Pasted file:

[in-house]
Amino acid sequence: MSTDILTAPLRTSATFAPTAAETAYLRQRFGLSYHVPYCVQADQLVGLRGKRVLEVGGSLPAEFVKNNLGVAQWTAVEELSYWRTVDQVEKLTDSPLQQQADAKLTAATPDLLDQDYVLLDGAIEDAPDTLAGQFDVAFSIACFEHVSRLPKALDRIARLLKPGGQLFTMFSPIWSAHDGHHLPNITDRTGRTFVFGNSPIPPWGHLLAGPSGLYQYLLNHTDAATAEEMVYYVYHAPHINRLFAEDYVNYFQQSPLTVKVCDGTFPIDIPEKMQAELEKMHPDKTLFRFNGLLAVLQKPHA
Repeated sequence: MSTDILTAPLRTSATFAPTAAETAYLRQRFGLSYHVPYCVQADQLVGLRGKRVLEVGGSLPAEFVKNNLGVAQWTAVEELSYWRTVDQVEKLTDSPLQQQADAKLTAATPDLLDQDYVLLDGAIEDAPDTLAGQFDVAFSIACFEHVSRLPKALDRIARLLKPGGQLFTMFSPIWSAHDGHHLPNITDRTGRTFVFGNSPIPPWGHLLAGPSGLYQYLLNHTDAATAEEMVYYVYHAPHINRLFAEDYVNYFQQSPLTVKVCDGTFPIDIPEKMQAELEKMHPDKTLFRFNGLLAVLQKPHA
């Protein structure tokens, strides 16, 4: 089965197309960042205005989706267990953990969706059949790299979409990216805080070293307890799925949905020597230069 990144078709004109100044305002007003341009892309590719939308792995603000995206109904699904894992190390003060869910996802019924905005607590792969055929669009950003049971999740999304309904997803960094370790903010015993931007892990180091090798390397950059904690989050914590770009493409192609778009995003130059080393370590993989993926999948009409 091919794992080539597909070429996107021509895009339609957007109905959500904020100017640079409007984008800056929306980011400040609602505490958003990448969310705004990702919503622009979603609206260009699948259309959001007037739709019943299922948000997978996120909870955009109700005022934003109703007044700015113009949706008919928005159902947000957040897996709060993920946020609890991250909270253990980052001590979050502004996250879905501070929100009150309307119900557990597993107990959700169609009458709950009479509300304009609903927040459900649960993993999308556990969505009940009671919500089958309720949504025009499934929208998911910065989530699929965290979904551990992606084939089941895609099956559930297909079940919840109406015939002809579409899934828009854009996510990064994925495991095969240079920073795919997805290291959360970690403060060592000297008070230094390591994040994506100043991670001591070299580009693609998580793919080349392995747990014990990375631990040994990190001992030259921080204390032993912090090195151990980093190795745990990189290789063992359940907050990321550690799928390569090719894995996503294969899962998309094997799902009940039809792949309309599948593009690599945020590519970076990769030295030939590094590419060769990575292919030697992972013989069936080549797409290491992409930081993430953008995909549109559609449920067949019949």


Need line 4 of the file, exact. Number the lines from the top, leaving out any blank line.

């Protein structure tokens, strides 16, 4: 089965197309960042205005989706267990953990969706059949790299979409990216805080070293307890799925949905020597230069 990144078709004109100044305002007003341009892309590719939308792995603000995206109904699904894992190390003060869910996802019924905005607590792969055929669009950003049971999740999304309904997803960094370790903010015993931007892990180091090798390397950059904690989050914590770009493409192609778009995003130059080393370590993989993926999948009409 091919794992080539597909070429996107021509895009339609957007109905959500904020100017640079409007984008800056929306980011400040609602505490958003990448969310705004990702919503622009979603609206260009699948259309959001007037739709019943299922948000997978996120909870955009109700005022934003109703007044700015113009949706008919928005159902947000957040897996709060993920946020609890991250909270253990980052001590979050502004996250879905501070929100009150309307119900557990597993107990959700169609009458709950009479509300304009609903927040459900649960993993999308556990969505009940009671919500089958309720949504025009499934929208998911910065989530699929965290979904551990992606084939089941895609099956559930297909079940919840109406015939002809579409899934828009854009996510990064994925495991095969240079920073795919997805290291959360970690403060060592000297008070230094390591994040994506100043991670001591070299580009693609998580793919080349392995747990014990990375631990040994990190001992030259921080204390032993912090090195151990980093190795745990990189290789063992359940907050990321550690799928390569090719894995996503294969899962998309094997799902009940039809792949309309599948593009690599945020590519970076990769030295030939590094590419060769990575292919030697992972013989069936080549797409290491992409930081993430953008995909549109559609449920067949019949």